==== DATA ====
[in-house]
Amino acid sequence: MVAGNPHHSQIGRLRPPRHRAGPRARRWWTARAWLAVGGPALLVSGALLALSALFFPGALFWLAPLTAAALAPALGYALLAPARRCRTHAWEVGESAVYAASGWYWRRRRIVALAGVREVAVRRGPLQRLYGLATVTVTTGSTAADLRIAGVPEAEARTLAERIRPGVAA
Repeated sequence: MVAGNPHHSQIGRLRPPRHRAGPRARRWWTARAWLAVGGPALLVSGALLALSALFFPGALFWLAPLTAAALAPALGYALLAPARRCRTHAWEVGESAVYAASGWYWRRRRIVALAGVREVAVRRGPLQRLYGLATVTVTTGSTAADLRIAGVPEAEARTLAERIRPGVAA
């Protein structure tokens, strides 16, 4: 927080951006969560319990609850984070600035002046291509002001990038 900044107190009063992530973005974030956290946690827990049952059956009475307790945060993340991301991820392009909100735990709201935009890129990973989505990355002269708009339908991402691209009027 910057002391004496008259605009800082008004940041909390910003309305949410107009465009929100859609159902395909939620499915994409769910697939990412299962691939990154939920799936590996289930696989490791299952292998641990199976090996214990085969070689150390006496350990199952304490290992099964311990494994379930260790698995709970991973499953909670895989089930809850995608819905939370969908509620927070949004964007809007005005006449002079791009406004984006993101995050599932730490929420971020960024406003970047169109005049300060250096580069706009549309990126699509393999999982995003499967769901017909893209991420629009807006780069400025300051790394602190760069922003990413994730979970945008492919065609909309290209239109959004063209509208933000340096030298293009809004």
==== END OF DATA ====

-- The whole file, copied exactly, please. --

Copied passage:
[in-house]
Amino acid sequence: MVAGNPHHSQIGRLRPPRHRAGPRARRWWTARAWLAVGGPALLVSGALLALSALFFPGALFWLAPLTAAALAPALGYALLAPARRCRTHAWEVGESAVYAASGWYWRRRRIVALAGVREVAVRRGPLQRLYGLATVTVTTGSTAADLRIAGVPEAEARTLAERIRPGVAA
Repeated sequence: MVAGNPHHSQIGRLRPPRHRAGPRARRWWTARAWLAVGGPALLVSGALLALSALFFPGALFWLAPLTAAALAPALGYALLAPARRCRTHAWEVGESAVYAASGWYWRRRRIVALAGVREVAVRRGPLQRLYGLATVTVTTGSTAADLRIAGVPEAEARTLAERIRPGVAA
């Protein structure tokens, strides 16, 4: 927080951006969560319990609850984070600035002046291509002001990038 900044107190009063992530973005974030956290946690827990049952059956009475307790945060993340991301991820392009909100735990709201935009890129990973989505990355002269708009339908991402691209009027 910057002391004496008259605009800082008004940041909390910003309305949410107009465009929100859609159902395909939620499915994409769910697939990412299962691939990154939920799936590996289930696989490791299952292998641990199976090996214990085969070689150390006496350990199952304490290992099964311990494994379930260790698995709970991973499953909670895989089930809850995608819905939370969908509620927070949004964007809007005005006449002079791009406004984006993101995050599932730490929420971020960024406003970047169109005049300060250096580069706009549309990126699509393999999982995003499967769901017909893209991420629009807006780069400025300051790394602190760069922003990413994730979970945008492919065609909309290209239109959004063209509208933000340096030298293009809004």